Dems push for $12 minimum wage

Dems push for $12 minimum wage
© Getty Images

Democrats are getting behind a new push to raise the minimum wage to $12 an hour by 2020.

ADVERTISEMENT
The Raise the Wage Act, expected to be introduced Thursday by Sen. Patty MurrayPatricia (Patty) Lynn MurrayWeek ahead: Senators near deal to stabilize ObamaCare markets Policymaking commission offers a glimmer of hope in hyper-partisan Washington Dems call on DeVos to work with CFPB to protect student borrowers MORE (D-Wash.) and Rep. Bobby ScottBobby ScottDems call on DeVos to work with CFPB to protect student borrowers Dems offer alternative to Trump administration's child care proposal Air Force One is Trump’s new boardroom MORE (D-Va.), would raise the federal minimum wage for nearly 38 million workers.

The legislation would also eliminate an exemption for restaurants and other companies that allows them to pay tipped workers less than the minimum wage.

This comes after President Obama and congressional Democrats failed last year to raise the minimum wage to $10.10 an hour for all workers.

Raising the minimum wage will “help more families make ends meet, expand economic opportunity, and help drive an economy that grows from the middle out, not the top down,” the Democratic lawmakers said.

But Republicans argue that raising the minimum wage would reduce the number of employees businesses could afford to hire, leading to unemployment.

Murray and Scott, the top Democrats on their respective labor committees, will host a press conference Thursday to introduce the bill.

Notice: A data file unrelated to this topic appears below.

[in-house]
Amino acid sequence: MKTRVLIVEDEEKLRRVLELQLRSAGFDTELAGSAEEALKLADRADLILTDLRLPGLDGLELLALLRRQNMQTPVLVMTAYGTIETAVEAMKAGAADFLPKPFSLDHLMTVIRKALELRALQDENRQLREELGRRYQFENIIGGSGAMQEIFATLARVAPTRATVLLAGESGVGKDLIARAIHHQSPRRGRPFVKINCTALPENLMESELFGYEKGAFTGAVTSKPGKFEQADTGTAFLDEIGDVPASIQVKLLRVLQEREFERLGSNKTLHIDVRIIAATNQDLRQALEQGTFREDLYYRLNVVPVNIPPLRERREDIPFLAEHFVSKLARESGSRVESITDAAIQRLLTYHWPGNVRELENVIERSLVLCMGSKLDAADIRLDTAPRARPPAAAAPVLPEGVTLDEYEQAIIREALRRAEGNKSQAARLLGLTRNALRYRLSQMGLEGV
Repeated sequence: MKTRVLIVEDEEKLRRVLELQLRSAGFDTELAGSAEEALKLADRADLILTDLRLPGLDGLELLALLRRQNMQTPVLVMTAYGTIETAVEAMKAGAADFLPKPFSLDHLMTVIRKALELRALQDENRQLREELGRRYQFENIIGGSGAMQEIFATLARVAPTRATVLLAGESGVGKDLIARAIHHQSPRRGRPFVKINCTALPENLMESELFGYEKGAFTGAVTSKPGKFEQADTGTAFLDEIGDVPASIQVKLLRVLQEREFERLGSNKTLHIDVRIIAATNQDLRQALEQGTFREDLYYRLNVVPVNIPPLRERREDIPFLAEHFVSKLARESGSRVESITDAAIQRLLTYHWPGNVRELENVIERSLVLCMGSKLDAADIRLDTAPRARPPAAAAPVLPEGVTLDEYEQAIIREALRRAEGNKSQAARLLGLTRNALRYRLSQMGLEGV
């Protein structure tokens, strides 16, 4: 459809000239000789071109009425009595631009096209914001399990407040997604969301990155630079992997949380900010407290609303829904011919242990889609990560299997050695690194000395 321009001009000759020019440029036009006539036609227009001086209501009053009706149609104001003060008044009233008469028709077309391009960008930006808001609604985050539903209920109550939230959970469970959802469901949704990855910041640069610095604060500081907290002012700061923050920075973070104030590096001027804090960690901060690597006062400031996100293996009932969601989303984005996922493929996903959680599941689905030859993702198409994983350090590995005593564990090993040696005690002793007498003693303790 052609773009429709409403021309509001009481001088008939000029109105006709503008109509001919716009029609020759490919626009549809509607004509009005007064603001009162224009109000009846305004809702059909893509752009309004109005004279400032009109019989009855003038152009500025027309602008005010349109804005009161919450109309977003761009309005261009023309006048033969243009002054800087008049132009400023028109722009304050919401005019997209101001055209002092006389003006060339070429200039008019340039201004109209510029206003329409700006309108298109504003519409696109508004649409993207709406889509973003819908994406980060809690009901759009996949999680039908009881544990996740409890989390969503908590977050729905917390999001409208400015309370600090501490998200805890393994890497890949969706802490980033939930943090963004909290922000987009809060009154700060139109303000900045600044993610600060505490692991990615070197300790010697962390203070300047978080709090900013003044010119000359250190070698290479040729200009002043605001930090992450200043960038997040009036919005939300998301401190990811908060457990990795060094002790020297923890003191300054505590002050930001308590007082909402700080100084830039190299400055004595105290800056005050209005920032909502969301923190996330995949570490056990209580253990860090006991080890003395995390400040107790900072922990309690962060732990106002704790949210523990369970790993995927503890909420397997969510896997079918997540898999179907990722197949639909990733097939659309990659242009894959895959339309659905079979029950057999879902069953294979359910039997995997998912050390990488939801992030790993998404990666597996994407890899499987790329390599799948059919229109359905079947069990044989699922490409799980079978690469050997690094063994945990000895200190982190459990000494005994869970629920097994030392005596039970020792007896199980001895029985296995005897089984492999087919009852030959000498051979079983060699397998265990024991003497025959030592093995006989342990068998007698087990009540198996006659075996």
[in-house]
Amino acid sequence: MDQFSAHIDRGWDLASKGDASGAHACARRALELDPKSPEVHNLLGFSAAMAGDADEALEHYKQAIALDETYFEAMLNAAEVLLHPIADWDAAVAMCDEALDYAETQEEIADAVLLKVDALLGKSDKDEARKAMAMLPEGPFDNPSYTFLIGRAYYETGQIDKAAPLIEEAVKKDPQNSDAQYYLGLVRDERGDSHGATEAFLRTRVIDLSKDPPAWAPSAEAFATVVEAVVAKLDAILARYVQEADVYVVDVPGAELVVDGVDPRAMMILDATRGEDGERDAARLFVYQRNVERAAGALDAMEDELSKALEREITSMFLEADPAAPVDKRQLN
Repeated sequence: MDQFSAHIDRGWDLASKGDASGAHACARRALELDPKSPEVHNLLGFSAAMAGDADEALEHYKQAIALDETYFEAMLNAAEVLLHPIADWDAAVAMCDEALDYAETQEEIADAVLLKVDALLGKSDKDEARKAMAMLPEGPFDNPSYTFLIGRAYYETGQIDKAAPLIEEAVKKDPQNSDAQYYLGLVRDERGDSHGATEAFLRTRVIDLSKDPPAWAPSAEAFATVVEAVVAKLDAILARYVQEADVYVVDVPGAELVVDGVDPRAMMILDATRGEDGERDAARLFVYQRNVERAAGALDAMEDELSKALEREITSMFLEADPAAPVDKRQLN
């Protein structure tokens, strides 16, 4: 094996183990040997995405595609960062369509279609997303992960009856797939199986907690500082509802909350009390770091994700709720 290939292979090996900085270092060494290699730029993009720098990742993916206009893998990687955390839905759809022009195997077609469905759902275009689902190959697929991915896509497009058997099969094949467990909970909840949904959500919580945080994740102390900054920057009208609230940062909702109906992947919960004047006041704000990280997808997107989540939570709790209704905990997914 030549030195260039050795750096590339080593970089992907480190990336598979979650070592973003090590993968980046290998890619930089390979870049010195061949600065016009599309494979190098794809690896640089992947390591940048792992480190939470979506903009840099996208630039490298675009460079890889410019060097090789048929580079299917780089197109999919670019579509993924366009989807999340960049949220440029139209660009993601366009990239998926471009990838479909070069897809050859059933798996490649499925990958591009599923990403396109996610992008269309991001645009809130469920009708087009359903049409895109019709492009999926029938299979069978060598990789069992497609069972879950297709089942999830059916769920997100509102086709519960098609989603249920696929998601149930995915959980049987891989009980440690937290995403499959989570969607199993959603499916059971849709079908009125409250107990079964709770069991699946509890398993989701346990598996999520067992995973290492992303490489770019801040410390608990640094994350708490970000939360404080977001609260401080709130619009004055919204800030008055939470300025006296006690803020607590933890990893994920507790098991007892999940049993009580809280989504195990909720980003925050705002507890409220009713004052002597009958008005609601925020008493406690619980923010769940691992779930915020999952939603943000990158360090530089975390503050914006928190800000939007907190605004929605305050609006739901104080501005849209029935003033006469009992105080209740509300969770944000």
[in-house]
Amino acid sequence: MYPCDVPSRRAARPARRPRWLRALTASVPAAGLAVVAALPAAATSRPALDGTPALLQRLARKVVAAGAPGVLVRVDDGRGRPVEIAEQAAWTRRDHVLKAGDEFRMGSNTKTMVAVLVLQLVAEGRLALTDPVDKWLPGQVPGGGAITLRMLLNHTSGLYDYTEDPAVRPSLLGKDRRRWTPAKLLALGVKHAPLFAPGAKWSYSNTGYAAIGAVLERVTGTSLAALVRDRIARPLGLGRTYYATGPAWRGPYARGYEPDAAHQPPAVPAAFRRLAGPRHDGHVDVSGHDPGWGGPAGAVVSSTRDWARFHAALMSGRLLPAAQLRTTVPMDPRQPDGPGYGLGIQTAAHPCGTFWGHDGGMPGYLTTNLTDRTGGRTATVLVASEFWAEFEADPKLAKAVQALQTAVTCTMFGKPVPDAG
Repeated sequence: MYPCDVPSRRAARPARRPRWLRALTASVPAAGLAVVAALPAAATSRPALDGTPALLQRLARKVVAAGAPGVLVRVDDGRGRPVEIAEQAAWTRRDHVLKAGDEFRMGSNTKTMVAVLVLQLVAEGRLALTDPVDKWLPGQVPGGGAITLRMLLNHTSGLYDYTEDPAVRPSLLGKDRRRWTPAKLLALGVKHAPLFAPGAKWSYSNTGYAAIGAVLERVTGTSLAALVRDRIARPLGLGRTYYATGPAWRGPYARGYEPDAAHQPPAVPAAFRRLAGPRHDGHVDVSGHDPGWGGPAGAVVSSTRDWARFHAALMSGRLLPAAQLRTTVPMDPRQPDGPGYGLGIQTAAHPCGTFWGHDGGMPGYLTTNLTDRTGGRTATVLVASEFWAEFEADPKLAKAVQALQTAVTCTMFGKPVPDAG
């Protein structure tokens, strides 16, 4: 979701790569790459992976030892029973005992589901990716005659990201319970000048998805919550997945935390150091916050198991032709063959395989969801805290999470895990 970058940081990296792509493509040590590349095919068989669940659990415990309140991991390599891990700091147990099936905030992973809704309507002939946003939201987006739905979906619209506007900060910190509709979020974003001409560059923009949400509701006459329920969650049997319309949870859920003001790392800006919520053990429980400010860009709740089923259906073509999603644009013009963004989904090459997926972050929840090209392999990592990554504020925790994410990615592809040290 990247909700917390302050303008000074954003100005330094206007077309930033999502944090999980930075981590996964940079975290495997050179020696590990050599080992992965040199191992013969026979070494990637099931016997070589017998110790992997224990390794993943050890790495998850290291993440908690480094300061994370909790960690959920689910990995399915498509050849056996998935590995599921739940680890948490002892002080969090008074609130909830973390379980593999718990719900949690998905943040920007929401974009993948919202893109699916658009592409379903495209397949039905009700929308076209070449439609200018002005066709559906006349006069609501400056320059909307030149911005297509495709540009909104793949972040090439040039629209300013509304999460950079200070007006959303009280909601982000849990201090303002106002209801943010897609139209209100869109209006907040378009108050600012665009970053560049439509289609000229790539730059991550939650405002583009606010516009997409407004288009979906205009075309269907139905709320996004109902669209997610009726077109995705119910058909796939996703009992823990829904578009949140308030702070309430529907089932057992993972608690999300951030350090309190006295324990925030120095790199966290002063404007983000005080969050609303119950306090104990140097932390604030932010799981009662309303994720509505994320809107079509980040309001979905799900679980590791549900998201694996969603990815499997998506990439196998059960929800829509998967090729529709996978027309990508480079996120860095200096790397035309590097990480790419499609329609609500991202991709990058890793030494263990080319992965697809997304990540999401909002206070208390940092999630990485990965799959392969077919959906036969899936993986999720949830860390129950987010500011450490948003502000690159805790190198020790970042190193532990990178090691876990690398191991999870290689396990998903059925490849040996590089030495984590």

House Minority Whip Steny Hoyer (D-Md.) on Thursday praised the effort and, predicting that a majority of House lawmakers would support the measure, urged Speaker John BoehnerJohn Andrew BoehnerSpeculation mounts, but Ryan’s job seen as safe Boehner warns Trump: Don't pull out of Korea-US trade deal GOP Rep: Ryan wasting taxpayers dollars by blocking war authorization debate MORE (R-Ohio) to bring it to the floor.

"Right now … minimum wage would be $10.80 an hour if it was the same 1968 level of funding. It is obviously $3.55 below that, which means the purchasing power of the minimum wage is 45 percent less today than it was in 1968," Hoyer said during a press briefing in the Capitol.

"There is no wonder that people are struggling and hurting, and … if we want people to work, which we do, they ought to expect that we pay them at levels that are sufficient to allow them to at least not be living in poverty," he added.

— Mike Lillis contributed to this report, which was updated at 12:04 p.m.